Wednesday, September 24, 2008
I really enjoy self-selected reading because just a small amount of freedom can lead to a large increase in interests. If the main goal is solely to get students to read, it shouldn't matter what reading level the book is or whether or not they had read it before. I had one teacher that wouldn't allow you to read the same book more than once, and my thought always was, "Well what if I don't like the other books?" If I didn't like the book I wouldn't read, I would pretend to read. I consider myself rather smart, but I'm very sneaky. If I don't want to do something, especially when I was grade school ages, you weren't going to get me to do. I may pretend to stay under your radar, but I will win and I will do what I want. The fact that I was so difficult and sneaky makes me kind of thankful that I am aware of that sort of behavior. Forcing me would get the teacher and I no where, I would just fake it. The Education World website has a great link to a list of 25 ways to motivate young readers. Ideas on this page include musical books, scavenger hunts, book-word search, books on tape, green light - go (peer recommended books), etc. Books with repeated lines and repetition are great for early readers, and there are plenty of interactive websites that glorify repetition. Giving children access to a lot of Caldecott books can help their interests. Usually there is a very clear artistic reason as to why the book won the award. There are so many fun types of media used in the books on the Caldecott list, and it may get your students more interested in art as well! Link to the Caldecott information and book lists. Another great website that I found that could be really useful is a page full of reading/language arts interactive websites.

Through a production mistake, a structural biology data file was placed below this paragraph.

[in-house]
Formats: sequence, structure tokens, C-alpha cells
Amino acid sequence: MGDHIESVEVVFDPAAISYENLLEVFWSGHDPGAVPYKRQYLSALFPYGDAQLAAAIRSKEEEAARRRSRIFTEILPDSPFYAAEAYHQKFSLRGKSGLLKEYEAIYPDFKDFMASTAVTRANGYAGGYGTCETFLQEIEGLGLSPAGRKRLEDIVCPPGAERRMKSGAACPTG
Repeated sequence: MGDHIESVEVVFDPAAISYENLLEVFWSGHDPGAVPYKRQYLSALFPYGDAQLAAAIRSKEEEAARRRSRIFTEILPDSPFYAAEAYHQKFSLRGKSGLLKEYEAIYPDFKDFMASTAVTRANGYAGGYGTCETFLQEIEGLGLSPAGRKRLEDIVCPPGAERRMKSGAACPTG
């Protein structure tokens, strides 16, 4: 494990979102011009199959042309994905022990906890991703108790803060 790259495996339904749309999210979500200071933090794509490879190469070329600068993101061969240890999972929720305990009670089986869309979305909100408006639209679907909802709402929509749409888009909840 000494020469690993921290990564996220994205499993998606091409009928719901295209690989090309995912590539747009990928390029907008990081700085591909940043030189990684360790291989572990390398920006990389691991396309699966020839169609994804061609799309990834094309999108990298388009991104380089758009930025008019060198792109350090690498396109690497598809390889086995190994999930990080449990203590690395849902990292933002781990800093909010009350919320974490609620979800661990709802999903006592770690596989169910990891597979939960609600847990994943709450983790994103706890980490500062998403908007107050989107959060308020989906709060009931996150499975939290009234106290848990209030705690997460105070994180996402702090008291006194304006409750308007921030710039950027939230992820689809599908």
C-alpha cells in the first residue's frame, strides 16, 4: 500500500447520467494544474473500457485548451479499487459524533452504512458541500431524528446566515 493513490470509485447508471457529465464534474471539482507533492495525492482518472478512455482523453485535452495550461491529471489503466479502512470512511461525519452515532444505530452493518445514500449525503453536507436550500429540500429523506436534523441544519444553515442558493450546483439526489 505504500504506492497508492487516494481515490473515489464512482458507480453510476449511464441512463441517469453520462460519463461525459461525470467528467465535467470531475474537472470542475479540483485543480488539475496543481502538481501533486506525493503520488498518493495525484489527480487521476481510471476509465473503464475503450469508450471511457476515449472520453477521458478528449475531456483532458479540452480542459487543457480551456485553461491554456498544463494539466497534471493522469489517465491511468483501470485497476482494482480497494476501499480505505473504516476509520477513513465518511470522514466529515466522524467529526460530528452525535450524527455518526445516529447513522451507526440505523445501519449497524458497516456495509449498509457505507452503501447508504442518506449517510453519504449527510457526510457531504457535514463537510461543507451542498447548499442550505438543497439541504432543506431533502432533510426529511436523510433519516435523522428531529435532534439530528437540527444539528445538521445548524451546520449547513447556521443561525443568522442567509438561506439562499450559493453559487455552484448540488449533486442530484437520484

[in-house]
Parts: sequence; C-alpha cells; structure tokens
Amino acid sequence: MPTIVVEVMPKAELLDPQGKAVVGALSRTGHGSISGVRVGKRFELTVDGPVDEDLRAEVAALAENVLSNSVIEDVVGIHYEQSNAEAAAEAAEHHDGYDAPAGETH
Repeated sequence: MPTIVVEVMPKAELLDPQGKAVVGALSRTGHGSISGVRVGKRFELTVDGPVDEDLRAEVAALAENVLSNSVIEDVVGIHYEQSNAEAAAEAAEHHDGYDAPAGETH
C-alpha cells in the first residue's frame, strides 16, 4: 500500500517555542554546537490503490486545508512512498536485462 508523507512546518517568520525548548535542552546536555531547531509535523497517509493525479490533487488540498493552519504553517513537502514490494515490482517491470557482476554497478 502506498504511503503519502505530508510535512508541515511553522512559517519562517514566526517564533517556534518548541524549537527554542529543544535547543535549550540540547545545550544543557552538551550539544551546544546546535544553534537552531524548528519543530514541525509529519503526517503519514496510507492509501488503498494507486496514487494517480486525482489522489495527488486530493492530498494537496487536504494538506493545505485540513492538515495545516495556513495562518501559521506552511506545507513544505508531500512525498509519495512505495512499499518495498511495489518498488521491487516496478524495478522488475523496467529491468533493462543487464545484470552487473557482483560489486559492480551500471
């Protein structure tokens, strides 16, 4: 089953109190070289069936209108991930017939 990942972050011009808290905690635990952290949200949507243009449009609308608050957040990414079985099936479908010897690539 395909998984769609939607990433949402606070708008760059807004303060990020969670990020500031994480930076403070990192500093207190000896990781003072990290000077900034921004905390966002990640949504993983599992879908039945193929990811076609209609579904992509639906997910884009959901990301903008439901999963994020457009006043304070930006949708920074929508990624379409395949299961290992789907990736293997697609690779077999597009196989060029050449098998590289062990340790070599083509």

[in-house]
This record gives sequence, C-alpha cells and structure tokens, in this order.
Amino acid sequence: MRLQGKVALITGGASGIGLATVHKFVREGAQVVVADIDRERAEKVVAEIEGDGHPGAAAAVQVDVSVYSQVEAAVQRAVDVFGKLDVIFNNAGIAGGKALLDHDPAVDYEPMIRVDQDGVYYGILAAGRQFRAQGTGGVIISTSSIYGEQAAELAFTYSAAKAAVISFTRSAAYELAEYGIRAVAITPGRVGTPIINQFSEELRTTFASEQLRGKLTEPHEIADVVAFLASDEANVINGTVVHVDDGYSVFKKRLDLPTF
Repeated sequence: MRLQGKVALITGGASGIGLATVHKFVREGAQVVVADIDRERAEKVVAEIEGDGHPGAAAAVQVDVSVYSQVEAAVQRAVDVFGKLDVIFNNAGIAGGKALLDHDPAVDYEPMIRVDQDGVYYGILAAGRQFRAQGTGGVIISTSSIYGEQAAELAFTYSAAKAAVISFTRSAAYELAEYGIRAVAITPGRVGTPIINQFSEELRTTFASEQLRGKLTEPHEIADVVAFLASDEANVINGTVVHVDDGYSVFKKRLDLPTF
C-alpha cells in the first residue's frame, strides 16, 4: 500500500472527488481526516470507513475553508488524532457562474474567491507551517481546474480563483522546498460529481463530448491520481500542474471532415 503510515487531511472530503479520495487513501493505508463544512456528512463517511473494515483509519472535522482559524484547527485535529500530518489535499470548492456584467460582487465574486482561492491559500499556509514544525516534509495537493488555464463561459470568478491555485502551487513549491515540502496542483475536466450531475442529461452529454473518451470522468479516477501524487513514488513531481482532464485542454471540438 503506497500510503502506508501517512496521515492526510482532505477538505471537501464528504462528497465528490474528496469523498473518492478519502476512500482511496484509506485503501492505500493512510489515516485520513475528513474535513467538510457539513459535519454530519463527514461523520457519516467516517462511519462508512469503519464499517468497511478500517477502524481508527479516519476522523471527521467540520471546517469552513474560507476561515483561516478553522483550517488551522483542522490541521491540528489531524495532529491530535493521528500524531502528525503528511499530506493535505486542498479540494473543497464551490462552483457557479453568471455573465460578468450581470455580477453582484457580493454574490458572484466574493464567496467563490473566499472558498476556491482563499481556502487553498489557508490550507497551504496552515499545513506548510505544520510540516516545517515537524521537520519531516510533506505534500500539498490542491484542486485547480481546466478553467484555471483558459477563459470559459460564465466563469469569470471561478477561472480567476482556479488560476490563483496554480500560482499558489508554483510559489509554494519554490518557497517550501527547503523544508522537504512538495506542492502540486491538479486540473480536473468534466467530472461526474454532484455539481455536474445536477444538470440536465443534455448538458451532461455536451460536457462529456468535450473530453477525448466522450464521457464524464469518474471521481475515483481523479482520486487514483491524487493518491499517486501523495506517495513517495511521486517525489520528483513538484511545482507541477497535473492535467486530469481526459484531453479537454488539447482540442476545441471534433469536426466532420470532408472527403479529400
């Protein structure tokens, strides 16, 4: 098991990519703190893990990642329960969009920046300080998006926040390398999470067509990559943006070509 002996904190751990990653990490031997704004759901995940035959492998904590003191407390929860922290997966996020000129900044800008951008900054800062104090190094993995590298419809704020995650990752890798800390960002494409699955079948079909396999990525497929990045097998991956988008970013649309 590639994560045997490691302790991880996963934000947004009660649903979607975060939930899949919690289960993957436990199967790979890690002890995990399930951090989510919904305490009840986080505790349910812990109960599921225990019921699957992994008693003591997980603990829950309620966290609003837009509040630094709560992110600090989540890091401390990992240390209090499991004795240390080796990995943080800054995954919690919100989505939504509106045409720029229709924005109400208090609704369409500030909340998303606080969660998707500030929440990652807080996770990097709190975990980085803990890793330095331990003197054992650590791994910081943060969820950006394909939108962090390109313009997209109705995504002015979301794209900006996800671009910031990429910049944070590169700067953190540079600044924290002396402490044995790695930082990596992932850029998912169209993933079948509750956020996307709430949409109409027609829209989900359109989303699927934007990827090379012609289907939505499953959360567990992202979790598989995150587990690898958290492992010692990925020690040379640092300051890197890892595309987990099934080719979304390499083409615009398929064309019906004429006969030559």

Sunday, September 14, 2008
I did the majority of my elementary schooling in Wilmington, North Carolina at Alderman Elementary School; I went there second through fifth grade. I clearly remember both the round robin and popcorn reading strategies from when I was in school. Round robin reading didn't really bother me much. I would read over what I had to read outloud one time, any more than once and I would make myself nervous, and then I would just listen to what people were reading. Usually, I had a hard time concentrating on what was being read, but I am a much a much more visual learner than oral learner. I would often find myself zoned out in my own head thinking about what had happened at lunch or that morning on the bus. As long as I read along with whom ever was reading than I didn't get distracted. However, when it comes to popcorn reading I dreaded it. I'm not shy, but I hate being called out. I like to know what I need to do ahead of time in order to properly prepare myself. I am very ADD and my mind wanders extremely easy. Popcorn reading was my worst enemy because I always seemed to be called on right after my mind had slipped off to the book I was reading or my favorite tv show. Then I had to scramble to find the place in the reading, and if I wasn't sitting near a friend I was out of luck and had to prepare for embarrassment. I don't think these activities had much effect on my fondness of reading, but I also have a huge imagination and love fantasy and the way you can get lost in a book's world. I can definitely see how multiple dramatic experiences with either round robin or popcorn reading can have negative effects on a child's desire to read. I also remember that my teachers would always make us to do the reading activities for so long. It felts like hours were going by, and you had to read multiple times which meant multiple screw up opportunities! I don't plan on using popcorn reading very often unless it is in a nonthreatening way and for pure assessment. There are better ways to get kids to want to read, not just force them to read.